The coincidence strikes Todd as simply too improbable. His cousin Donald has turned basically catatonic as a result of the death of his wife and in an effort to help him and to get him out from under the suspicions of the police, Todd flies to Australia and begins investigating the events from that angle. Inevitably, of course, he stirs up a hornets' nest and puts himself in danger of losing life and limb. But like a true Dick Francis protagonist, he will stubbornly battle through tremendous odd to see justice done or die trying.

Like virtually any Dick Francis novels, this is a fairly quick and entertaining read. Once you've read a number of these books, you always know what you're going to get, and so returning to one of them is like reuniting with an old friend. There won't be any big surprises, but it will be an enjoyable experience all the same.

Saturday, June 2, 2018

Seattle DetectiveTracy Crosswhite Hunts a Serial Killer Called the Cowboy

Clearly, Robert Dugoni suffered no sophomore slump with the second book in his series featuring Seattle homicide detective Tracy Crosswhite. Like the first, My Sister's Grave, the author hits the ground running and never looks back.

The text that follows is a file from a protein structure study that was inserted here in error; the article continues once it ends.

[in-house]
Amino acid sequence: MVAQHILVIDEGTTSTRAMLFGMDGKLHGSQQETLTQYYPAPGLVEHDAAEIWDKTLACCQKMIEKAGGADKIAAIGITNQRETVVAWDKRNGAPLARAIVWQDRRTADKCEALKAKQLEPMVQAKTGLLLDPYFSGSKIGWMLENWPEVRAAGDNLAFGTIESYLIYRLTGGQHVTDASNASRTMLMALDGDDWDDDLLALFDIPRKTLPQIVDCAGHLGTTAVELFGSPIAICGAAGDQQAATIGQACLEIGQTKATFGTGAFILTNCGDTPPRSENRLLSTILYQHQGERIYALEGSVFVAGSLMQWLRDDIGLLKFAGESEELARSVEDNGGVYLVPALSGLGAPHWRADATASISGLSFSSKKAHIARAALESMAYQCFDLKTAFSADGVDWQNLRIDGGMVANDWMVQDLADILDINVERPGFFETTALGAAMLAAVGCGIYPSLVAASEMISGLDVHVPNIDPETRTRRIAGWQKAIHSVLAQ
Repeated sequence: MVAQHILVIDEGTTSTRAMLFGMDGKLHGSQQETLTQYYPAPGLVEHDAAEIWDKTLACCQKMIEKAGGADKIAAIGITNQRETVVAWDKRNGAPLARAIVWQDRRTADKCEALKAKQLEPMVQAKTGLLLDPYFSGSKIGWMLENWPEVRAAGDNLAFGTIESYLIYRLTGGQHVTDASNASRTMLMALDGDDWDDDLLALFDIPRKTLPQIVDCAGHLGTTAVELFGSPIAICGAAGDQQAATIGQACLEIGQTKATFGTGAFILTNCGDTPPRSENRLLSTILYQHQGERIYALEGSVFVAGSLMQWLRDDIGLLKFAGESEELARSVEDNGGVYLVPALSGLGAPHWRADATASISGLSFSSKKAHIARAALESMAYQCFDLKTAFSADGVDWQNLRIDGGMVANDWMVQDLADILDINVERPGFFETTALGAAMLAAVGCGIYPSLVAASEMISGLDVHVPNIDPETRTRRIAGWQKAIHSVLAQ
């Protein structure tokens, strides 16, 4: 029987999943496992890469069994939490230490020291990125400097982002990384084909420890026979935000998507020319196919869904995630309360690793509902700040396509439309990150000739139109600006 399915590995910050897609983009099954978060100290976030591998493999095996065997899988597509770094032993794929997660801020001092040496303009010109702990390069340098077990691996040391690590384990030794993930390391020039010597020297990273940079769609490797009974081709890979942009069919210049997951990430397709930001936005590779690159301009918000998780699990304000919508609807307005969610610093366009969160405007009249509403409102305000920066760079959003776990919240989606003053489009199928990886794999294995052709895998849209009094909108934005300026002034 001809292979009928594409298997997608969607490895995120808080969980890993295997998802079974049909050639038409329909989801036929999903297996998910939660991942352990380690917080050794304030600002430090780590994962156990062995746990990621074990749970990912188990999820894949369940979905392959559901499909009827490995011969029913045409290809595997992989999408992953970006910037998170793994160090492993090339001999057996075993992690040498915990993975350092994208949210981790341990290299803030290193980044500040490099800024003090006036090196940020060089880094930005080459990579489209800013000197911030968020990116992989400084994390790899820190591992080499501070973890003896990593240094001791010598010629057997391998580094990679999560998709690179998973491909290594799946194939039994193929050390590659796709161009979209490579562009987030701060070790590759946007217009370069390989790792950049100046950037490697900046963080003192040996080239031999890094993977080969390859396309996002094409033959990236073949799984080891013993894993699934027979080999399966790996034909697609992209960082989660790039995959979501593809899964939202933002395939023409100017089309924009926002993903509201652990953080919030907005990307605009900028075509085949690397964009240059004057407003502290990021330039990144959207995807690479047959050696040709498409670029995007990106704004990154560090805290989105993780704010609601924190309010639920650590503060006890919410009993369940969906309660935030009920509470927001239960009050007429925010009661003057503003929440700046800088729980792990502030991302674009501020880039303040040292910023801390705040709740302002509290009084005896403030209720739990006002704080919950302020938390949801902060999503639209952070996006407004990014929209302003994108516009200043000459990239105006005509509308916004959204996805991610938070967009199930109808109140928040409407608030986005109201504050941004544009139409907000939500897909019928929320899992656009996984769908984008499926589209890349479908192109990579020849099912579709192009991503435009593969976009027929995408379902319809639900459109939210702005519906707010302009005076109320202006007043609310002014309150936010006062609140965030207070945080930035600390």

As the book opens, Crosswhite has just come back to work after dealing with the retrial of the man who killed her sister several years earlier. Once back, Crosswhite is given charge of a task force investigating a serial killer who becomes known as the Cowboy, and who is killing exotic dancers in crummy motels in the north part of the city. 

Crosswhite is given the job by her boss, Captain Johnny Nolasco, who is setting her up to fail. The two have a history and Nolasco is looking for a way to get Tracy kicked off the job. But as she digs into the murder of the Cowboy's first victim, Crosswhite notices some similarities to a case nine years earlier. In that case a woman was strangled to death and the crime was investigated by none other than Johnny Nolasco and his partner. A man was arrested and tried for the crime and ultimately pled guilty in a deal that would allow him to escape the death penalty. Reviewing the case, Crosswhite wonders if Nolasco arrested the wrong man, something that will hardly endear her to a supervisor who already has her in his sights.

As the number of victims mounts, so does the pressure on Tracy and her team to find the killer. The odds against her are impressive: The killer is clever and leaving very few clues in his wake. Her boss is out to subvert the investigation to make Tracy look bad, and if that weren't enough, Tracy herself may have become a target for the killer.